The Incredibles (Voices of Craig T. Nelson, Holly Hunter, Jason Lee, dir. Brad Bird)
My review in Las Vegas Weekly
There really isn't anything to add to the chorus of praise for this movie. I think the most interesting thing, though, is the way that a project worked on by literally hundreds of crew members can be so clearly the vision of one person (Brad Bird, the writer-director). I think between this and Sky Captain we are moving into an era where CGI is so commonplace and (relatively) affordable that studios are able to trust artists to make CG films rather than relying solely on committees. Even Robert Zemeckis' The Polar Express, which is not a good movie (review coming next week), is his own vision. When a big-name director like Zemeckis will take on a CG project, you know it's because he's been afforded creative control. Whether this trend produces high-quality material (like The Incredibles and Sky Captain) or standard Hollywood crap (The Polar Express), I am always in favor of granting more creative control to actual creators. Wide release
Primer (Shane Carruth, David Sullivan, dir. Shane Carruth)
I saw this back in June at CineVegas but it's finally making its way to Vegas in regular release. This was one of the films I was most excited to see at the festival, since it won the Grand Jury Prize at Sundance and is billed as an intelligent, low-budget genre picture. Which it is, I guess, but I was really disappointed with what I saw. I think this is one of those movies that people claim to like even though they don't understand it because they want to seem smart. People talk about its complete incomprehensibility as a virtue, but I don't buy it.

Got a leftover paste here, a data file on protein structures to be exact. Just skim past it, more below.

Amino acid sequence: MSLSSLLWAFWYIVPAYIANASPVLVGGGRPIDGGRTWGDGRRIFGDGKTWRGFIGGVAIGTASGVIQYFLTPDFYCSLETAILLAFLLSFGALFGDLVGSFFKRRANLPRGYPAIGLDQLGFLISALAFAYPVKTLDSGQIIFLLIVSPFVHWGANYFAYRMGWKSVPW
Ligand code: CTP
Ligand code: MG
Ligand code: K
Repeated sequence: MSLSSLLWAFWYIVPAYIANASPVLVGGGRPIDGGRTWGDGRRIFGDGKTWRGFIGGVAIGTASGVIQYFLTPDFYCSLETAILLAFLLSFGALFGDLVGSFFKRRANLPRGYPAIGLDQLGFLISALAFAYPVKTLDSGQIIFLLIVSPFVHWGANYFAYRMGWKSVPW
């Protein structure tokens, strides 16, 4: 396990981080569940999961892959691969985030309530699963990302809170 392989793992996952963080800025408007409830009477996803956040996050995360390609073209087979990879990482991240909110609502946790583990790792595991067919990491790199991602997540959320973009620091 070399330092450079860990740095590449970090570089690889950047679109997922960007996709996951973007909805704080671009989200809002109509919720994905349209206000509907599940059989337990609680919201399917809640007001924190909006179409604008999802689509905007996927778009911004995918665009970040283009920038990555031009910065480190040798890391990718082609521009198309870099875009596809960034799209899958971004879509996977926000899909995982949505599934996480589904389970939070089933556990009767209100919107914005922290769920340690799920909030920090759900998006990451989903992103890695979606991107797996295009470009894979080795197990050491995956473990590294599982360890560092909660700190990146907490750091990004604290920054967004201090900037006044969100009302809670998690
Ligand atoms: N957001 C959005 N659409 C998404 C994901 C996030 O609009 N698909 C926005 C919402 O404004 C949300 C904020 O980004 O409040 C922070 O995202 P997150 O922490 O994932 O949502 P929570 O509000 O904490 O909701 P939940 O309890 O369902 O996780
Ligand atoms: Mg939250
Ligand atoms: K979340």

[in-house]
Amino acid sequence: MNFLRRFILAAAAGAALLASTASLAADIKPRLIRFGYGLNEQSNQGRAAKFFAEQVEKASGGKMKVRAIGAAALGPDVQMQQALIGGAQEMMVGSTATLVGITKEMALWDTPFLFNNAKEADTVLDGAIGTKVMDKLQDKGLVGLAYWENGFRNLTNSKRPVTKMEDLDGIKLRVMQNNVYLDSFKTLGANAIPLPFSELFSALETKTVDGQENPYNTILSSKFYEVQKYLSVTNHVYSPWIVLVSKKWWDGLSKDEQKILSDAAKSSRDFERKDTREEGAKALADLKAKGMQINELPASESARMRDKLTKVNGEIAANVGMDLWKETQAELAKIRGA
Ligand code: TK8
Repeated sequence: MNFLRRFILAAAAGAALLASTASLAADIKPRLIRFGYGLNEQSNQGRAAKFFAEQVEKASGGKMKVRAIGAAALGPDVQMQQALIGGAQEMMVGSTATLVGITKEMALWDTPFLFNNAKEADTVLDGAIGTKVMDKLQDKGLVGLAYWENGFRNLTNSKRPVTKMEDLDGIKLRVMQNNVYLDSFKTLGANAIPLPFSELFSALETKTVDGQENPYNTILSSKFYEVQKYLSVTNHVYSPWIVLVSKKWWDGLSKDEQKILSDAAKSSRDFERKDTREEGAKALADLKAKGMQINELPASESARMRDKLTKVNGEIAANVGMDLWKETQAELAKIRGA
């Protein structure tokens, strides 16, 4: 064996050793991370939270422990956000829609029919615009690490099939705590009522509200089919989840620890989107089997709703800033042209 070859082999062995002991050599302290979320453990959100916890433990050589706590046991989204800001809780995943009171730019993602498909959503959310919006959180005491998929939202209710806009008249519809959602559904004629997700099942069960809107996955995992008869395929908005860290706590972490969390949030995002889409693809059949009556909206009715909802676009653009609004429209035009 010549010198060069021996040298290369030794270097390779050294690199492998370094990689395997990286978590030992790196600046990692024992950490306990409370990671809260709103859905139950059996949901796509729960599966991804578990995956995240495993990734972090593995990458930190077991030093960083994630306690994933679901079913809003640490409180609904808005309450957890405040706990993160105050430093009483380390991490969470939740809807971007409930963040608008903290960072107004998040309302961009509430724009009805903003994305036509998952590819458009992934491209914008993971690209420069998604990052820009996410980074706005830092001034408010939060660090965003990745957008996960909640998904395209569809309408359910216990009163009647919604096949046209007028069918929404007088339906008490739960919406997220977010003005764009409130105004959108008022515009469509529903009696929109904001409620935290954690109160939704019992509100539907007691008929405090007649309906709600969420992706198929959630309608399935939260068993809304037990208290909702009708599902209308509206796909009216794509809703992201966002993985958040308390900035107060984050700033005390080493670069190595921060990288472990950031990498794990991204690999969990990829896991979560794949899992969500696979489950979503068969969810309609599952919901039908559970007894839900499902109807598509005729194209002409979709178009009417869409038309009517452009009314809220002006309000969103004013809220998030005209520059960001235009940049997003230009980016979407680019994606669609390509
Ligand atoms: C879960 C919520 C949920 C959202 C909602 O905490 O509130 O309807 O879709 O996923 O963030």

The plot, once you figure it out, is really cool: These two geeky engineers accidentally build a sort of time machine in their garage and start using it to make money on the stock market. That sounds pretty simple, but Carruth is all about obfuscation, spending the first half hour on nothing but techno-babble. Even that I could buy into, though, because eventually you can figure out from context what's going on, and I have no problem with a film that refuses to talk down to its audience. The problem comes later, in the plotting, when doubles of the two main characters are running around all over the place, and some tragic event occurs that needs to be prevented. There are moments that seem like they should be some sort of big reveal but it's never clear what's going on. Honestly, this is just sloppy plotting passed off as sophistication. The rabid fans who claim that you need to see it multiple times to get it are just fooling themselves. I will grant that Carruth has a cool visual style and some good ideas, but he's way too into his own supposed cleverness. Opened limited Oct. 8; in Las Vegas this week